Judge Andrew Napolitano reacted this morning to President Obama's nomination of Merrick Garland to replace the late Antonin Scalia on the Supreme Court.
Garland, 63, is Chief Judge of the United States Court of Appeals in D.C. Napolitano called Garland the "consummate Washington D.C insider," having worked as a prosecutor in the first Bush administration before being nominated as a federal judge by Bill Clinton.
"Judge Garland is the most conservative nominee to the Supreme Court by a Democratic president in the modern era," said Napolitano.
If Garland is confirmed, Napolitano said that he would not be the same kind of judge as Obama's previous choices, Sonia Sotomayor and Elena Kagan.
"He does not think about the law the way Barack Obama does," the judge explained, adding that it's a "lose-lose" for the president because liberals also will take issue with the pick.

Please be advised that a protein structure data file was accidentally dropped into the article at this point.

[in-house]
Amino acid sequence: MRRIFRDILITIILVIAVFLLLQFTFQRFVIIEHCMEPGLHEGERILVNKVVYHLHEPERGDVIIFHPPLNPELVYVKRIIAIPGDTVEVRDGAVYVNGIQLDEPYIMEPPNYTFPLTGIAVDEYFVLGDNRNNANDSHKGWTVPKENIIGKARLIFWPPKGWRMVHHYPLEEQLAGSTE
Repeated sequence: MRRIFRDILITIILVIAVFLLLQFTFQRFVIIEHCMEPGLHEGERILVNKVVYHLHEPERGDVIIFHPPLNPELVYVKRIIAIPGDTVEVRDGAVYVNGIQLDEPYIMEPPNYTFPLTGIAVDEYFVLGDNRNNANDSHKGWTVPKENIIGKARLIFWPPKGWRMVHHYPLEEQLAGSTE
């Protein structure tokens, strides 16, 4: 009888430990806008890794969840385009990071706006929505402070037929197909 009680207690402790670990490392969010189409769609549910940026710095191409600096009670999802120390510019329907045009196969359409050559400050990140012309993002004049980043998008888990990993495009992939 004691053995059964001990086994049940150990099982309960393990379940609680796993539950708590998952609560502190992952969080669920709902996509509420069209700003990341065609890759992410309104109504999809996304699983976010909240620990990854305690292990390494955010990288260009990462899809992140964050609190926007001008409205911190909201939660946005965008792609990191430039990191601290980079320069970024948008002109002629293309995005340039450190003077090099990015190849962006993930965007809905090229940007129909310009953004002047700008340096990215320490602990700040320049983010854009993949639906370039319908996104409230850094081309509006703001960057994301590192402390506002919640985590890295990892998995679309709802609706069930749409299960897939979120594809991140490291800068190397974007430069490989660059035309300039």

Napolitano said Obama chose Garland as a way to "pry loose" Republicans who might otherwise oppose the nomination.
He predicted that the Senate will stand firm on not holding a vote on Obama's nominee, explaining that the decision rests solely with Senate Majority Leader Mitch McConnell.
"The law in the Constitution is the Senate makes its own rules and move at its own pace. It cannot be told what to do by the president," said Napolitano.
Watch the judge's full analysis above.